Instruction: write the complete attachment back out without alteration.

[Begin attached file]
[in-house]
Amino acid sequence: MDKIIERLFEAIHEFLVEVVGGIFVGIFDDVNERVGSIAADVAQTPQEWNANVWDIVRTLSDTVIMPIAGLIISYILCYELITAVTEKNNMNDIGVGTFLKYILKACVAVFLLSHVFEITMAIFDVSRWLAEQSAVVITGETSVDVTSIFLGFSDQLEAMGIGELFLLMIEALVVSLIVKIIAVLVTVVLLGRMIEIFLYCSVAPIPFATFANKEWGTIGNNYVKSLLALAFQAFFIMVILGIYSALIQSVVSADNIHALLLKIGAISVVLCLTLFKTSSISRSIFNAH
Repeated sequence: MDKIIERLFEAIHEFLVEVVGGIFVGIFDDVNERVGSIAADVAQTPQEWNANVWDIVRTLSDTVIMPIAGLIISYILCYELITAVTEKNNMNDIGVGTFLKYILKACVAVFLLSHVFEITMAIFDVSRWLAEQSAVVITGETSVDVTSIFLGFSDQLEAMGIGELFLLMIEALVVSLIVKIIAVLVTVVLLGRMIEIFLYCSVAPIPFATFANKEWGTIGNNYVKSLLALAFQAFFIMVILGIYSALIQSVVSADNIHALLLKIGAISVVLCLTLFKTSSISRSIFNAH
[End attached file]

[in-house]
Amino acid sequence: MDKIIERLFEAIHEFLVEVVGGIFVGIFDDVNERVGSIAADVAQTPQEWNANVWDIVRTLSDTVIMPIAGLIISYILCYELITAVTEKNNMNDIGVGTFLKYILKACVAVFLLSHVFEITMAIFDVSRWLAEQSAVVITGETSVDVTSIFLGFSDQLEAMGIGELFLLMIEALVVSLIVKIIAVLVTVVLLGRMIEIFLYCSVAPIPFATFANKEWGTIGNNYVKSLLALAFQAFFIMVILGIYSALIQSVVSADNIHALLLKIGAISVVLCLTLFKTSSISRSIFNAH
Repeated sequence: MDKIIERLFEAIHEFLVEVVGGIFVGIFDDVNERVGSIAADVAQTPQEWNANVWDIVRTLSDTVIMPIAGLIISYILCYELITAVTEKNNMNDIGVGTFLKYILKACVAVFLLSHVFEITMAIFDVSRWLAEQSAVVITGETSVDVTSIFLGFSDQLEAMGIGELFLLMIEALVVSLIVKIIAVLVTVVLLGRMIEIFLYCSVAPIPFATFANKEWGTIGNNYVKSLLALAFQAFFIMVILGIYSALIQSVVSADNIHALLLKIGAISVVLCLTLFKTSSISRSIFNAH